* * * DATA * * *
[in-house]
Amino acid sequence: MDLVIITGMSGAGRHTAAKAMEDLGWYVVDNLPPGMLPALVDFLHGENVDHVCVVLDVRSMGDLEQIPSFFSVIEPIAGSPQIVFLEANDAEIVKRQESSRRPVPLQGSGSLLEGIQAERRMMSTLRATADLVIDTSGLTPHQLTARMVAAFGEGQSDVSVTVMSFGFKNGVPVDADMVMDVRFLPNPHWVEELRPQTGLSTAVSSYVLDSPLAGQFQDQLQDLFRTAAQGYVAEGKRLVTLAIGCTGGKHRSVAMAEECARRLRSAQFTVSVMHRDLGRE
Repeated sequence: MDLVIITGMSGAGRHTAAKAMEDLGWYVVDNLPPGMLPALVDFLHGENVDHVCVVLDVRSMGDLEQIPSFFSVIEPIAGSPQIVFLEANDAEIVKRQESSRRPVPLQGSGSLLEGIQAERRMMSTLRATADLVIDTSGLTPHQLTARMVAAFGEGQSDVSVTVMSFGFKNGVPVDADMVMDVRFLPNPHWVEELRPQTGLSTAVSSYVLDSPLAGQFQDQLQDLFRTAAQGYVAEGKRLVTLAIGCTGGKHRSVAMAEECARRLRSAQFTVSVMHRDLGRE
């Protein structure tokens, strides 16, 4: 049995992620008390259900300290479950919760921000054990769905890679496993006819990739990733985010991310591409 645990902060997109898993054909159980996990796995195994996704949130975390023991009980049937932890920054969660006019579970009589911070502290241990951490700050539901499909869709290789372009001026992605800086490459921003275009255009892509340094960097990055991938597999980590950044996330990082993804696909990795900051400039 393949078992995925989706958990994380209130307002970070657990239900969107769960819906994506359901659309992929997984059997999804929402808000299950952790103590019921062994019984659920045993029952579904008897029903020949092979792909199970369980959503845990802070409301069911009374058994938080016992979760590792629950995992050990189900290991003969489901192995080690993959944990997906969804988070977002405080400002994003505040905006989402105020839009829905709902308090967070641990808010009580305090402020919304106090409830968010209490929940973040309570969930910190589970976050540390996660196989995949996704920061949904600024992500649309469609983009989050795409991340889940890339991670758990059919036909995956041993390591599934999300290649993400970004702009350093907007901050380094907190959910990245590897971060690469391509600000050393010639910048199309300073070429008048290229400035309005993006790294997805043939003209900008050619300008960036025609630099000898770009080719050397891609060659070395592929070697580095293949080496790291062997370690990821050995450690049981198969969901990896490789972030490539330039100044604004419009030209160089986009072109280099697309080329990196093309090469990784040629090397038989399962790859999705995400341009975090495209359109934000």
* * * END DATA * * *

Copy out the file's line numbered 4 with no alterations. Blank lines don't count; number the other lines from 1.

């Protein structure tokens, strides 16, 4: 049995992620008390259900300290479950919760921000054990769905890679496993006819990739990733985010991310591409 645990902060997109898993054909159980996990796995195994996704949130975390023991009980049937932890920054969660006019579970009589911070502290241990951490700050539901499909869709290789372009001026992605800086490459921003275009255009892509340094960097990055991938597999980590950044996330990082993804696909990795900051400039 393949078992995925989706958990994380209130307002970070657990239900969107769960819906994506359901659309992929997984059997999804929402808000299950952790103590019921062994019984659920045993029952579904008897029903020949092979792909199970369980959503845990802070409301069911009374058994938080016992979760590792629950995992050990189900290991003969489901192995080690993959944990997906969804988070977002405080400002994003505040905006989402105020839009829905709902308090967070641990808010009580305090402020919304106090409830968010209490929940973040309570969930910190589970976050540390996660196989995949996704920061949904600024992500649309469609983009989050795409991340889940890339991670758990059919036909995956041993390591599934999300290649993400970004702009350093907007901050380094907190959910990245590897971060690469391509600000050393010639910048199309300073070429008048290229400035309005993006790294997805043939003209900008050619300008960036025609630099000898770009080719050397891609060659070395592929070697580095293949080496790291062997370690990821050995450690049981198969969901990896490789972030490539330039100044604004419009030209160089986009072109280099697309080329990196093309090469990784040629090397038989399962790859999705995400341009975090495209359109934000």